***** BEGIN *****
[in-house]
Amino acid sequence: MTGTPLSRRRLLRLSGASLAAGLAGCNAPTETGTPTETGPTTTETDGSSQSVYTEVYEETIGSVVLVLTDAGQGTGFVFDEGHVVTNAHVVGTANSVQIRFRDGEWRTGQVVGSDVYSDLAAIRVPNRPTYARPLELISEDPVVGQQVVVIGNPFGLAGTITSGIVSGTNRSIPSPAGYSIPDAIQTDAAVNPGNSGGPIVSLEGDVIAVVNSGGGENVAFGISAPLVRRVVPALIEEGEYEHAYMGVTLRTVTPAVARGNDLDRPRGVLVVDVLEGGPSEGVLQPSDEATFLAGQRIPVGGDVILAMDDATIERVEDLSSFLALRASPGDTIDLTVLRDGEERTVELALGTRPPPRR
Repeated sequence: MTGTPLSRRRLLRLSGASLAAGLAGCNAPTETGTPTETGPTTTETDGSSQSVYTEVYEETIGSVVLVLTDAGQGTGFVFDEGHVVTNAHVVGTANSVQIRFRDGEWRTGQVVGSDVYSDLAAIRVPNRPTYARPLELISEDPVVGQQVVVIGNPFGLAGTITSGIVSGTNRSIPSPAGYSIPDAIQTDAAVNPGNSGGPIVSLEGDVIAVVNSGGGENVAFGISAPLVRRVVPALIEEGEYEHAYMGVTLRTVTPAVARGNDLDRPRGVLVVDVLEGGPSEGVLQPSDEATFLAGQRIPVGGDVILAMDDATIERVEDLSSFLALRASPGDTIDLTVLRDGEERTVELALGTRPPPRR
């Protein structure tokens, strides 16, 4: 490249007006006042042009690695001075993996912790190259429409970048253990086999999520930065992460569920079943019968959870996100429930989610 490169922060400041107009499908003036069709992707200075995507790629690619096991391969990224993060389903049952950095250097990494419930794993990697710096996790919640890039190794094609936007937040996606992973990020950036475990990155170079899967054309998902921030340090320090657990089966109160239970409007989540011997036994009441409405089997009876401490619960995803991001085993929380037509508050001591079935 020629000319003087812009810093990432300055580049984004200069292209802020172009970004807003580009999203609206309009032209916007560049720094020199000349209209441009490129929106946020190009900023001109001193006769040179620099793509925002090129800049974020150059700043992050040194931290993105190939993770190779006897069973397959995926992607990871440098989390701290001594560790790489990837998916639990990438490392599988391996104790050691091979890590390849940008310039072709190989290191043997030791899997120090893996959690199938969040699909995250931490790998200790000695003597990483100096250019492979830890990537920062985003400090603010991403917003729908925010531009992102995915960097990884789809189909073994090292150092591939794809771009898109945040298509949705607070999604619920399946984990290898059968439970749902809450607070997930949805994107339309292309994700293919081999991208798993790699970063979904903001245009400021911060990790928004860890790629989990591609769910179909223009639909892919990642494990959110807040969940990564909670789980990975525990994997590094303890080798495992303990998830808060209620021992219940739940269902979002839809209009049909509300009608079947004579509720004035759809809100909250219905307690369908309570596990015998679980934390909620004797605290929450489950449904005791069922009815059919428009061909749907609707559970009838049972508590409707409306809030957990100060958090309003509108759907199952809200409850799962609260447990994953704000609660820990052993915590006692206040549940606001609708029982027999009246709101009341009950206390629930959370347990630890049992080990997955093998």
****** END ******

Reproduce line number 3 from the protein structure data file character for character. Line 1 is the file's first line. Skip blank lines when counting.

Repeated sequence: MTGTPLSRRRLLRLSGASLAAGLAGCNAPTETGTPTETGPTTTETDGSSQSVYTEVYEETIGSVVLVLTDAGQGTGFVFDEGHVVTNAHVVGTANSVQIRFRDGEWRTGQVVGSDVYSDLAAIRVPNRPTYARPLELISEDPVVGQQVVVIGNPFGLAGTITSGIVSGTNRSIPSPAGYSIPDAIQTDAAVNPGNSGGPIVSLEGDVIAVVNSGGGENVAFGISAPLVRRVVPALIEEGEYEHAYMGVTLRTVTPAVARGNDLDRPRGVLVVDVLEGGPSEGVLQPSDEATFLAGQRIPVGGDVILAMDDATIERVEDLSSFLALRASPGDTIDLTVLRDGEERTVELALGTRPPPRR